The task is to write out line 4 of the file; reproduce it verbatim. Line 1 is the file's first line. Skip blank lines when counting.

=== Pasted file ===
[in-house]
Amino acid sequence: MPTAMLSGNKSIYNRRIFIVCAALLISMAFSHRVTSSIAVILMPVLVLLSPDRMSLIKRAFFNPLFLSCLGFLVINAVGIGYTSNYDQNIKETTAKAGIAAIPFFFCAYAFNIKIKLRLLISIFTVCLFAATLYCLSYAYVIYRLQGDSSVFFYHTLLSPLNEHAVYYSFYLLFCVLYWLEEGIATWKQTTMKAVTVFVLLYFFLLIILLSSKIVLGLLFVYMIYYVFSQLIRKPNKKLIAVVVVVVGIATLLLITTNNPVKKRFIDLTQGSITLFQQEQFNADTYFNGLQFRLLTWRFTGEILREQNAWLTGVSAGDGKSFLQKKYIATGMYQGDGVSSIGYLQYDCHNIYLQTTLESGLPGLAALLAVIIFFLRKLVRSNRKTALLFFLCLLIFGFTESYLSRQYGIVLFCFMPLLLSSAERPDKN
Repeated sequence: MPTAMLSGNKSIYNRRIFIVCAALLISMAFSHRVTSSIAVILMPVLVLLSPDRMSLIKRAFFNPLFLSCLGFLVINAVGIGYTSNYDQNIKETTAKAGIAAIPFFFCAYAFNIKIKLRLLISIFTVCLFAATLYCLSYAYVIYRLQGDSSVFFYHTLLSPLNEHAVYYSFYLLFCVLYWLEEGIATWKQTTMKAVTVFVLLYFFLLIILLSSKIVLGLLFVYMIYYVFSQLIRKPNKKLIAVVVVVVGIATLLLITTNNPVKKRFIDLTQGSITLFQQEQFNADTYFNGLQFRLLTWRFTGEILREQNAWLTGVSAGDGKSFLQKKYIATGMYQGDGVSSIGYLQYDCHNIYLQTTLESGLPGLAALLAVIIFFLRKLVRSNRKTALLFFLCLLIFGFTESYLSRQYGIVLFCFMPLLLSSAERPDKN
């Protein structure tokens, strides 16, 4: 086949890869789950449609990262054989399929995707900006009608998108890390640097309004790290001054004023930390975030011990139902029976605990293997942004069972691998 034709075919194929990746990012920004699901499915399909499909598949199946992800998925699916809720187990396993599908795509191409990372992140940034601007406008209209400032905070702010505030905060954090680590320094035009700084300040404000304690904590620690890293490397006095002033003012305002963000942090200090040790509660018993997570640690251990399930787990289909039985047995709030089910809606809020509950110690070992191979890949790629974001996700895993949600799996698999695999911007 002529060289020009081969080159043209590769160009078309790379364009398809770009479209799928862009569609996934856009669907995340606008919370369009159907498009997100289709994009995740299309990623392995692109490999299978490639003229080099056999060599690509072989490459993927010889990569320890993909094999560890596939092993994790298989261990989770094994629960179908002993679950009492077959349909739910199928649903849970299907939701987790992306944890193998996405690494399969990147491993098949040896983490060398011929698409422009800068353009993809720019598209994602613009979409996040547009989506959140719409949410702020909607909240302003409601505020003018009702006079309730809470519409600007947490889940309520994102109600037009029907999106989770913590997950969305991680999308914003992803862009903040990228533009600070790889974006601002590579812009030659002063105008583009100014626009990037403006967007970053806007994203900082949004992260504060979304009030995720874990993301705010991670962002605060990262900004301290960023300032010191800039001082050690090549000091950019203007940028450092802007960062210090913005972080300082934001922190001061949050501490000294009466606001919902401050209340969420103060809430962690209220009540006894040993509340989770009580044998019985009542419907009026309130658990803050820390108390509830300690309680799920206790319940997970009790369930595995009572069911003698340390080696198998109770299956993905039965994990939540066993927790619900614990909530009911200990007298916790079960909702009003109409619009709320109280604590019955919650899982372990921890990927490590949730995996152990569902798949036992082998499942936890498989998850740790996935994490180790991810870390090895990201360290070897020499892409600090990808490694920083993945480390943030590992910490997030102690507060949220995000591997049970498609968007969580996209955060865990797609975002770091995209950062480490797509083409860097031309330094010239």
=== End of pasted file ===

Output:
């Protein structure tokens, strides 16, 4: 086949890869789950449609990262054989399929995707900006009608998108890390640097309004790290001054004023930390975030011990139902029976605990293997942004069972691998 034709075919194929990746990012920004699901499915399909499909598949199946992800998925699916809720187990396993599908795509191409990372992140940034601007406008209209400032905070702010505030905060954090680590320094035009700084300040404000304690904590620690890293490397006095002033003012305002963000942090200090040790509660018993997570640690251990399930787990289909039985047995709030089910809606809020509950110690070992191979890949790629974001996700895993949600799996698999695999911007 002529060289020009081969080159043209590769160009078309790379364009398809770009479209799928862009569609996934856009669907995340606008919370369009159907498009997100289709994009995740299309990623392995692109490999299978490639003229080099056999060599690509072989490459993927010889990569320890993909094999560890596939092993994790298989261990989770094994629960179908002993679950009492077959349909739910199928649903849970299907939701987790992306944890193998996405690494399969990147491993098949040896983490060398011929698409422009800068353009993809720019598209994602613009979409996040547009989506959140719409949410702020909607909240302003409601505020003018009702006079309730809470519409600007947490889940309520994102109600037009029907999106989770913590997950969305991680999308914003992803862009903040990228533009600070790889974006601002590579812009030659002063105008583009100014626009990037403006967007970053806007994203900082949004992260504060979304009030995720874990993301705010991670962002605060990262900004301290960023300032010191800039001082050690090549000091950019203007940028450092802007960062210090913005972080300082934001922190001061949050501490000294009466606001919902401050209340969420103060809430962690209220009540006894040993509340989770009580044998019985009542419907009026309130658990803050820390108390509830300690309680799920206790319940997970009790369930595995009572069911003698340390080696198998109770299956993905039965994990939540066993927790619900614990909530009911200990007298916790079960909702009003109409619009709320109280604590019955919650899982372990921890990927490590949730995996152990569902798949036992082998499942936890498989998850740790996935994490180790991810870390090895990201360290070897020499892409600090990808490694920083993945480390943030590992910490997030102690507060949220995000591997049970498609968007969580996209955060865990797609975002770091995209950062480490797509083409860097031309330094010239």